NEW YORK, United States — Andy Warhol’s Interview magazine, owned until last month by the one-time billionaire and art collector Peter Brant, is back on newsstands Thursday, less than four months after filing for bankruptcy.
Thanks to the United States Bankruptcy Code and new, undisclosed investors, Interview returns with a younger Brant at the helm. Peter Brant’s daughter Kelly, its president since 2016, and Jason Nikic, its chief revenue officer since 2016, are its new owners. Kelly insists that her father is no longer a part of Interview in any capacity. Nor is her mother, Sandra Brant, who ran the magazine with Ingrid Sischy in the 1990s and 2000s.
Over nearly 30 years as Interview’s owner, Peter Brant developed a reputation for not paying the bills. The independent magazine, known for pioneering the celebrity-on-celebrity interview format and documenting New York’s high and low culture, struggled financially in recent years. Media consumption shifted online and print advertising revenue declined.
But Interview’s May 2018 bankruptcy filings reveal just how bad things had become. The magazine owed over $11 million, had $17,000 in the bank and was valued at a mere $25,000. Former editorial director Fabien Baron alone was owed about half a million dollars in unpaid wages and expenses. Brant claimed to have loaned the business over $8 million, guaranteed by Interview and its parent companies, since 2016. And both he and the magazine were facing multiple lawsuits alleging unpaid wages and wrongful terminations.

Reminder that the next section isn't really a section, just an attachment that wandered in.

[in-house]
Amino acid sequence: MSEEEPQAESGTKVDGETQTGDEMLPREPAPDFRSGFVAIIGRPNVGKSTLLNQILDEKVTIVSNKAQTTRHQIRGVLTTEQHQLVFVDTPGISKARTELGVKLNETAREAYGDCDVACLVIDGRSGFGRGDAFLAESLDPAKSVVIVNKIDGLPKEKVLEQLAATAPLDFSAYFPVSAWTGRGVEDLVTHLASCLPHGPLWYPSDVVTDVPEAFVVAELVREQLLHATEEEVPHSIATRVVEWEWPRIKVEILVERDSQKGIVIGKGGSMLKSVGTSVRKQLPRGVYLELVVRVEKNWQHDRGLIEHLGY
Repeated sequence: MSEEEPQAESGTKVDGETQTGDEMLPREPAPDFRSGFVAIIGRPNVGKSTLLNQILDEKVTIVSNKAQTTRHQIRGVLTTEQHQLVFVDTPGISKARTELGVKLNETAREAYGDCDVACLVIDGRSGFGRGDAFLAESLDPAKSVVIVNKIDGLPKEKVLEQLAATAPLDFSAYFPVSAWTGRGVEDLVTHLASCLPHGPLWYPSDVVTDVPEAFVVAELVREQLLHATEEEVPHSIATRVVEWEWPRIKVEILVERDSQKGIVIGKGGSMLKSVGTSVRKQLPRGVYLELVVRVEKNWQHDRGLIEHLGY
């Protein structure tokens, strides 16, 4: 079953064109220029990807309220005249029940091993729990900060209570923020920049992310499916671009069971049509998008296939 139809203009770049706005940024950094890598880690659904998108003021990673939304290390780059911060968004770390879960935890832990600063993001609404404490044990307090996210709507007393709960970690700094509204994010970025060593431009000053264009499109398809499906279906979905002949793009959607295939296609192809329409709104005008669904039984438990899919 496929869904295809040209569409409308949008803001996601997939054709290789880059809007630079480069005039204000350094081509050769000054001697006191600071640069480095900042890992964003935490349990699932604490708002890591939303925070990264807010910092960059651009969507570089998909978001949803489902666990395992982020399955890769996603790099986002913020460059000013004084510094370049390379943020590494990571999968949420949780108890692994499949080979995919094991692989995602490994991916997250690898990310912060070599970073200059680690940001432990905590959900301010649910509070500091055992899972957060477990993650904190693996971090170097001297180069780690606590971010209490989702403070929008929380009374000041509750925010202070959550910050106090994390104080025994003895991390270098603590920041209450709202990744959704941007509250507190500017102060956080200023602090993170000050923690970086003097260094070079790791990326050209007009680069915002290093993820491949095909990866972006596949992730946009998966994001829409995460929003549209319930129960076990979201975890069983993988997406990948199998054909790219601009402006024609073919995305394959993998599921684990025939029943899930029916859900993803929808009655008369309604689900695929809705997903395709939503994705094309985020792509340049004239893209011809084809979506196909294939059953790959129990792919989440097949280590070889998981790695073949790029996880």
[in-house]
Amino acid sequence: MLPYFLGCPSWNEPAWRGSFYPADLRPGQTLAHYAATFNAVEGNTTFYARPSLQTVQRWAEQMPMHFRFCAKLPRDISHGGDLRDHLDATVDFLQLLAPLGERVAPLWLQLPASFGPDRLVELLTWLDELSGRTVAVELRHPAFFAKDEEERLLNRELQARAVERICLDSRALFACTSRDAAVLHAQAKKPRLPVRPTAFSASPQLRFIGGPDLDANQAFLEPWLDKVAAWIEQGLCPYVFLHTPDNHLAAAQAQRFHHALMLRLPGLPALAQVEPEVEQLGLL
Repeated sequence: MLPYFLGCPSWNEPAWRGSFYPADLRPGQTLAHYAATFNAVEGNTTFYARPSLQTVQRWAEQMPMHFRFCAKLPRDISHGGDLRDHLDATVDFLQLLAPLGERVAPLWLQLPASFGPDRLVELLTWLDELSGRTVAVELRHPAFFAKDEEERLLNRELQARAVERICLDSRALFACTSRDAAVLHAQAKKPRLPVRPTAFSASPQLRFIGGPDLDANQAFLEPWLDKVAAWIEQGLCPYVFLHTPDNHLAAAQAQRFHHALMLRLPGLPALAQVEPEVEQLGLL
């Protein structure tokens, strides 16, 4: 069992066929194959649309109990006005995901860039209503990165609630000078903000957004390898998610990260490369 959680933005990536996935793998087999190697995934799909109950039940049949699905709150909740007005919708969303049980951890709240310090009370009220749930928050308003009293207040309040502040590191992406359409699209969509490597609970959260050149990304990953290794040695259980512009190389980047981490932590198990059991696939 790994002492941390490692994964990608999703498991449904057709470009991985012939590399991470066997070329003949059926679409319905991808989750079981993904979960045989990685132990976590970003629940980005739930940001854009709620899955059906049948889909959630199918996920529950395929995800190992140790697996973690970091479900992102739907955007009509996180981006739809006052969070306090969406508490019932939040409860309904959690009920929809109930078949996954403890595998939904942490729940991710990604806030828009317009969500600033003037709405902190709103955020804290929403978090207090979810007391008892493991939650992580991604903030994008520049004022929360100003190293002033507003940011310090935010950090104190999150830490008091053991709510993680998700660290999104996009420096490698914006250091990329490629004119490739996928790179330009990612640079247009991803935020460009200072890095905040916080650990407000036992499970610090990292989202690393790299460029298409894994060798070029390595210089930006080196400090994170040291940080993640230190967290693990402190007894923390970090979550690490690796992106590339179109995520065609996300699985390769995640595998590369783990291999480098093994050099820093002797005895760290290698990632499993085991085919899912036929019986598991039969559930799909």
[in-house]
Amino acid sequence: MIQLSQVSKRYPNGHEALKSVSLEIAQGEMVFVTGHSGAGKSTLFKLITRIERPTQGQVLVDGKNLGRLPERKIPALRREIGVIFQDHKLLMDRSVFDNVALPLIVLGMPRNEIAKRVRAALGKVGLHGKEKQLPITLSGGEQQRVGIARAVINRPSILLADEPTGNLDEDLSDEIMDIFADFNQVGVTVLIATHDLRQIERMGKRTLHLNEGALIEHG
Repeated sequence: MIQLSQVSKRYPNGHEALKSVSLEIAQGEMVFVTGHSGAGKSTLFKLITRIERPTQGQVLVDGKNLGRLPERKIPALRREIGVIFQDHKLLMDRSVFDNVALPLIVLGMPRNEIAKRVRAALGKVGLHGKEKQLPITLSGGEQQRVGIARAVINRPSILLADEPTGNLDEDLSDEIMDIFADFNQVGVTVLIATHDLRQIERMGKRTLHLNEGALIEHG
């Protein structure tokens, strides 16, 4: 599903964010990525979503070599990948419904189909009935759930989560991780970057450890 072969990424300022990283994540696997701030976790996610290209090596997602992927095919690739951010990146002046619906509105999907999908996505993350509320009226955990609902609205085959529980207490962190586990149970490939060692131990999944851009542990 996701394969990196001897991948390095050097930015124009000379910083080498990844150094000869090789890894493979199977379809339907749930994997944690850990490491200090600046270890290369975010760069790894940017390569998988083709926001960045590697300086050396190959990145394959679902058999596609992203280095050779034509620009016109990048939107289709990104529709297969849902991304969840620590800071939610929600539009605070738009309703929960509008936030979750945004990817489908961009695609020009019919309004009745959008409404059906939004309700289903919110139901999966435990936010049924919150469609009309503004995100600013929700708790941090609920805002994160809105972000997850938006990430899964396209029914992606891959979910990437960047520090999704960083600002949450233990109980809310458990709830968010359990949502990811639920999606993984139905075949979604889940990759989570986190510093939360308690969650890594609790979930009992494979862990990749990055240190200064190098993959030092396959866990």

“[Peter Brant] holds no position, he is not an investor in the company and he has nothing to do with the magazine,” said Kelly Brant, revealing for the first time how she and her backers formed Crystal Ball Media, Interview’s new parent company, over the last four months.
Peter Brant and his representatives did not respond to requests for comment.
Over the summer, a new team worked overtime to produce the magazine’s September issue without knowing for certain if Crystal Ball Media would be able to acquire Interview’s trademarks after the liquidation, Kelly Brant said. But the gamble seems to have paid off — at least for now.
The cover of the jam-packed, Richard Turley-designed issue features the acclaimed 90-year-old filmmaker Agnès Varda wearing a feathery Dries Van Noten coat, photographed by Collier Schorr. (Coincidentally, Varda covers The Gentlewoman magazine this month, too.) Interview's new iteration claims a circulation of 220,000.
The issue marks the arrival of creative director Mel Ottenberg, Rihanna’s longtime stylist, who left his role as fashion director of 032c magazine in May to join Interview. Other contributors for September include Ryan McGinley, Petra Collins, Ibrahim Kamara and Pierre-Ange Carlotti.
If Interview’s reincarnation is to succeed, the magazine needs to distance itself from the mismanagement of Peter Brant’s recent era. The creative community must have faith that they will be paid, and many believe Brant orchestrated the bankruptcy filing to maintain control of the company while clearing his debts.
“The press and other places have the lingering rub-off of how the old company operated,” said Kelly Brant. “I know people endlessly find the relationship between me and Peter complicated or bad… but the only thing that we can do [now] is operate differently.”
“There are things that we are trying to do to earn back some of that trust,” added Nikic. “I understand there is a certain amount of baggage that the brand itself brings with it, [but] the brand itself is the thing is worth saving.”
How exactly did Interview magazine bounce back from its very public death so quickly?
Back in March 2018, Interview’s editorial director Fabien Baron was at his wit’s end. In a letter he wrote to Peter and Kelly Brant, he objected to the fact that the title’s creative director Karl Templer might not be allowed to return to the magazine after being named in a Boston Globe article about sexual misconduct in the fashion industry. Plus, Baron said he was owed more than $498,000 in unpaid wages and expenses. (Templer exited shortly after; he was owed $300,000.)